To reflect and account for these changes, your CHNA should include input and representation from:

  • community members at large;
  • healthcare, education and philanthropic institutions;
  • the community, ranging from the underserved to public health experts;
  • the local health department; and
  • community-based organizations.

In some cases, hospitals can only have a limited number of collaborators. This makes choosing the right ones even more crucial. A small pool of community partners won’t be as representative and diverse as a larger one. However, by getting the best organizations together, you'll gain the best experience, data and insights into the community.

 4. Discover the data

Identifying needed data sources allows you to piece your CHNA together and address any gaps. Hospitals should collect and analyze CHNA data from:

  • prior assessments and internal sources;
  • publicly available secondary sources;
  • proprietary third parties; and
  • validated SDOH sources.

These sources generate quantitative and qualitative data for comprehensive collection and analysis. Both tell the community’s story with accuracy.

Most importantly, last year’s data should be considered outdated. A lot can change about a hospital’s patients and markets in a year. By looking at how you'll obtain your data, you can check biases early on while making sure you don't have any data gaps.

Remember: This step is to identify sources, not data collection and analysis. Just as hospitals wait to identify a CHNA vision, they must wait before drawing early conclusions.

Essential next steps to meet community health needs

The CHNA helps a hospital understand its community. It also identifies and targets unmet community health needs. This process doesn't happen overnight, but by following the steps above, you can set the stage for success and improve your CHNA process. You can also simplify the CHNA process with these three key steps.

If you're feeling overwhelmed, DataGen can assist. Our experts can help you throughout every CHNA stage with toolkits, templates and analytics expertise. Contact DataGen today for best-in-class CHNA preparation. 


Popular posts from this blog

Unlock the Potential of Value-based Payment

A common misconception in healthcare practices: Organizations can quickly reap the benefits of value-based payment transformation. To launch a successful value-based payment program , practices must implement a variety of foundational pieces. It may take time, resources and data before a practice can successfully engage in VBP. In this blog, we'll cover what goes into VBP and its potential benefits. We'll also dig deeper into practice advancement strategies and how they can help you achieve your practice goals. What goes into VBP? Many practices want to implement VBP because of its payment structure and return on investment. Yet, they might not consider how to nurture a successful VBP program in their organization. It starts with a gap analysis regarding people, processes and technologies. It’s important to celebrate what is working well and intervene where improvement can be made. Successful VBP starts with the practice team. There are many perceptions vs. realities that exist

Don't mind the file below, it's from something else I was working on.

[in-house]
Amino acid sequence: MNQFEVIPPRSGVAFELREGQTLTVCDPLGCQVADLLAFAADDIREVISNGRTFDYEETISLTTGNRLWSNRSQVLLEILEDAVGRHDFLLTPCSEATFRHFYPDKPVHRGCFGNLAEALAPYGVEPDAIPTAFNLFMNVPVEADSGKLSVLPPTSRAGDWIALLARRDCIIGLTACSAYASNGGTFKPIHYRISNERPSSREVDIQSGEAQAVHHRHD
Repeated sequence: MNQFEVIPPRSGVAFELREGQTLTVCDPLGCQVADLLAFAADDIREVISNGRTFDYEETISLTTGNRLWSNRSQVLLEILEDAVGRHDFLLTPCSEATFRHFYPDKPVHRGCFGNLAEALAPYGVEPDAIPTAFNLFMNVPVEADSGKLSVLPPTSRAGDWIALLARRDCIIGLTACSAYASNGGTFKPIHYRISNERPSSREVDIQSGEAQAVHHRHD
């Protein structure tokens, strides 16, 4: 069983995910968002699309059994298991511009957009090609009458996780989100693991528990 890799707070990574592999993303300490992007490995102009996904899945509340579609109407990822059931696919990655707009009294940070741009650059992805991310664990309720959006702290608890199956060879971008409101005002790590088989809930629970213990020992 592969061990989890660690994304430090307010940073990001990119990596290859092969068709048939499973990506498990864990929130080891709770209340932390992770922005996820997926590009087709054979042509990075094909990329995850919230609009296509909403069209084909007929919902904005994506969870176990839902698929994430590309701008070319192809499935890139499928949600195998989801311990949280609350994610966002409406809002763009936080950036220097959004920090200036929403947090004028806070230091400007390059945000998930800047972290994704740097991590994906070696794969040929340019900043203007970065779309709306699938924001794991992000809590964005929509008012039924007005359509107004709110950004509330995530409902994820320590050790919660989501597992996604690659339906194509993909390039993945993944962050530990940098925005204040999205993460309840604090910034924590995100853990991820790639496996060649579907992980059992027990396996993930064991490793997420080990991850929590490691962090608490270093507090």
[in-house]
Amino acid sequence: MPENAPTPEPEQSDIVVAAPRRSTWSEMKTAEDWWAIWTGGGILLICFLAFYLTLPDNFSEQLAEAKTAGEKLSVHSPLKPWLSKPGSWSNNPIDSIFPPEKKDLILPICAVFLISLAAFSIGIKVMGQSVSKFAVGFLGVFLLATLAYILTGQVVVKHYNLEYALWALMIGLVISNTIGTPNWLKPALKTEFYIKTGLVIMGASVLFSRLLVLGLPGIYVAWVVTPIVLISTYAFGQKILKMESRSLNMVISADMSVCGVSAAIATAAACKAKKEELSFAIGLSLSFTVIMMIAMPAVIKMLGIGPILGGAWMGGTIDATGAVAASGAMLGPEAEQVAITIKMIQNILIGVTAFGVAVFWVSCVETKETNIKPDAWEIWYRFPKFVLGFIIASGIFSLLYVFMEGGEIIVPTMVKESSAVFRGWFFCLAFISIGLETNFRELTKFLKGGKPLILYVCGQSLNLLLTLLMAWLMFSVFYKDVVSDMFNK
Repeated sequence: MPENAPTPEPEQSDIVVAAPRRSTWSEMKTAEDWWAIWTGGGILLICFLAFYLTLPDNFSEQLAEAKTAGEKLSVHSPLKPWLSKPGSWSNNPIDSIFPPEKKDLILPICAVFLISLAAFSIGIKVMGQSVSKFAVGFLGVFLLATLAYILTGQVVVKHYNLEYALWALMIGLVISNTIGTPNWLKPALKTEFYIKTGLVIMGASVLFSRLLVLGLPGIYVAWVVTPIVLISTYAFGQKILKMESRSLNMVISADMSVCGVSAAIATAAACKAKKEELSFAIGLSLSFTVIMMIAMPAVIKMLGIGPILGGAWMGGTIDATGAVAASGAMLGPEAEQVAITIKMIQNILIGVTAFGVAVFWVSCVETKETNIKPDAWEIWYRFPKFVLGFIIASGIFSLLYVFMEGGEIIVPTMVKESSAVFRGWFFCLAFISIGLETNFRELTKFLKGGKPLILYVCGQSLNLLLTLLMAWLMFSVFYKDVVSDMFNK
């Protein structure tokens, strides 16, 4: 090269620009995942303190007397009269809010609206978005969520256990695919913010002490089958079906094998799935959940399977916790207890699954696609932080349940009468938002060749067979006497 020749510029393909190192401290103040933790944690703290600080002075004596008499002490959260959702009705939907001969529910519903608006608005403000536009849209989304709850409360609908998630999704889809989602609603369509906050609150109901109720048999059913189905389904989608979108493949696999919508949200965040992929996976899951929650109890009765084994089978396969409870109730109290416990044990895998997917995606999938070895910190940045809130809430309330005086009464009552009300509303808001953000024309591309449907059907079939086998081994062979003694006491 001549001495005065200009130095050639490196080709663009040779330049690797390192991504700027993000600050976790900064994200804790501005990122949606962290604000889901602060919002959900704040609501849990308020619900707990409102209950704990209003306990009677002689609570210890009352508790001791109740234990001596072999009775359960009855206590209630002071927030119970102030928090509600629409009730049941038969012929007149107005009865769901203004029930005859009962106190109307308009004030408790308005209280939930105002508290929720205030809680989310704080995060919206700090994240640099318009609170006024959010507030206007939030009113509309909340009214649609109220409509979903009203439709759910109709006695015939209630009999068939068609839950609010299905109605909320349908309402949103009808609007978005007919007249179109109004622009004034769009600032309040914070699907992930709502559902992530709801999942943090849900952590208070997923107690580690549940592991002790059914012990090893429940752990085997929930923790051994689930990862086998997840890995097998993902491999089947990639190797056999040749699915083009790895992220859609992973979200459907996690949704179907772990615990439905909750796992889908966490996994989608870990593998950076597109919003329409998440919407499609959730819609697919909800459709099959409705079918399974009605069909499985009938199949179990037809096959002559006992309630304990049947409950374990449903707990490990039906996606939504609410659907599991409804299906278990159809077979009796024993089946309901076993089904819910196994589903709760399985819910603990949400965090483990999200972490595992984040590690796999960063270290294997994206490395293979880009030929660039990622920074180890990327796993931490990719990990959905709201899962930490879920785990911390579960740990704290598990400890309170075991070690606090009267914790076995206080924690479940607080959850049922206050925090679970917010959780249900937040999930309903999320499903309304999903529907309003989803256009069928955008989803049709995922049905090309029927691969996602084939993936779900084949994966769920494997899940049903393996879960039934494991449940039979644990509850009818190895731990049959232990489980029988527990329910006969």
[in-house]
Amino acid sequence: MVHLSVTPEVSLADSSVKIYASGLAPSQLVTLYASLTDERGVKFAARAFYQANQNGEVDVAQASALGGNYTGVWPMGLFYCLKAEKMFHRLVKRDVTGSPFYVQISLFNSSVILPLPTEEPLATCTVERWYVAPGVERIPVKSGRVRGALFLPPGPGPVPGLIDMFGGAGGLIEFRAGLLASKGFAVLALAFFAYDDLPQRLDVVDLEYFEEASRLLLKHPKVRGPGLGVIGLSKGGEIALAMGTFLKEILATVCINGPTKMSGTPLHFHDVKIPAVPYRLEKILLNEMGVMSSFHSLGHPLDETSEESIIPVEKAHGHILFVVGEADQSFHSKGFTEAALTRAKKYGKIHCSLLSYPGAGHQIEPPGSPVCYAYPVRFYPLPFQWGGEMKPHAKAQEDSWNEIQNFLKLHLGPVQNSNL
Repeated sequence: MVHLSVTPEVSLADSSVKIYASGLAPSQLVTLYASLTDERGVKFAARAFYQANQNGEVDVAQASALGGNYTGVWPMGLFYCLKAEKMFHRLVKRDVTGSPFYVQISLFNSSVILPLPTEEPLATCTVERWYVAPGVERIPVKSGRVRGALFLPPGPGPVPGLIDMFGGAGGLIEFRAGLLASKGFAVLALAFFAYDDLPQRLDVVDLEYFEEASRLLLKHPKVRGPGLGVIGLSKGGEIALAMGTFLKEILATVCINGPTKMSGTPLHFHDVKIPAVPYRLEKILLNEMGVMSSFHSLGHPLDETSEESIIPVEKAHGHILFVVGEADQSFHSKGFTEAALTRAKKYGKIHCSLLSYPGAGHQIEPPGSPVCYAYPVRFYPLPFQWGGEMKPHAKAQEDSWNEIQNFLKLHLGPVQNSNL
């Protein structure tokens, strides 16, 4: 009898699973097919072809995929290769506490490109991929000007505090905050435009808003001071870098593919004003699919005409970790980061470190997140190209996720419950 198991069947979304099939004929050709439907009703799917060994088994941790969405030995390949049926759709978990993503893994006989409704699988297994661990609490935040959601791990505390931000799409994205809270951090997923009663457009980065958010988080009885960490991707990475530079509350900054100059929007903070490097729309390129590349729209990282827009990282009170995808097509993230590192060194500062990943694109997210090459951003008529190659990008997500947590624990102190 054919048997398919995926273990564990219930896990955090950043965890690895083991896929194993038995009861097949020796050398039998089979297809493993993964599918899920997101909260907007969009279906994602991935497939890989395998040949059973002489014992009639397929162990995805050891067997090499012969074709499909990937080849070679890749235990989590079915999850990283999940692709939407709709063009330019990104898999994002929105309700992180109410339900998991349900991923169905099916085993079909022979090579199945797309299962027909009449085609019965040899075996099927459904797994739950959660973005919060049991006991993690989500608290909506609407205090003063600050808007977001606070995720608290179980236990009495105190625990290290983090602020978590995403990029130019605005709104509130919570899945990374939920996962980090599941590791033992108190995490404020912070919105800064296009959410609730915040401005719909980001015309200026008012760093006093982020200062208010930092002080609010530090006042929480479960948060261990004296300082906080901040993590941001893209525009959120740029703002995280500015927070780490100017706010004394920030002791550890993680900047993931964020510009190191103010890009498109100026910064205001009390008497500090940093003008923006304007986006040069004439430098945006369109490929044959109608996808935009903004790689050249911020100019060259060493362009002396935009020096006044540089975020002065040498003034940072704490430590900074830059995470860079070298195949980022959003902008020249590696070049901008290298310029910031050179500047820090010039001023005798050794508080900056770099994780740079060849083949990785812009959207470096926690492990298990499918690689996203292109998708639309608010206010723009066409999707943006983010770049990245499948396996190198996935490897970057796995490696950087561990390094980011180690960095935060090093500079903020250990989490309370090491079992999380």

What is the purpose of a Community Health Assessment?

The purpose of a Community Health Assessment goes beyond achieving state requirements or receiving accreditation. If you're a local health department, you may be interested in finding ways to push your CHA data further to more easily identify ways to improve health equity and community outcomes. Focusing only on submission can be counter-productive to the community outcomes you want to achieve. In this blog, we'll give you an overview of the importance of conducting a CHA. Plus, we'll provide you with key information you can use to reset your workflow and rethink your processes. Why you need to complete a Community Health Assessment Certain states require a CHA because it provides a systematic review of a community's health status and essential data and information regarding the health of the community. Specifically, the New York state Department of Health writes, "Community health assessment is a fundamental tool of public health practice. Its aim is to describe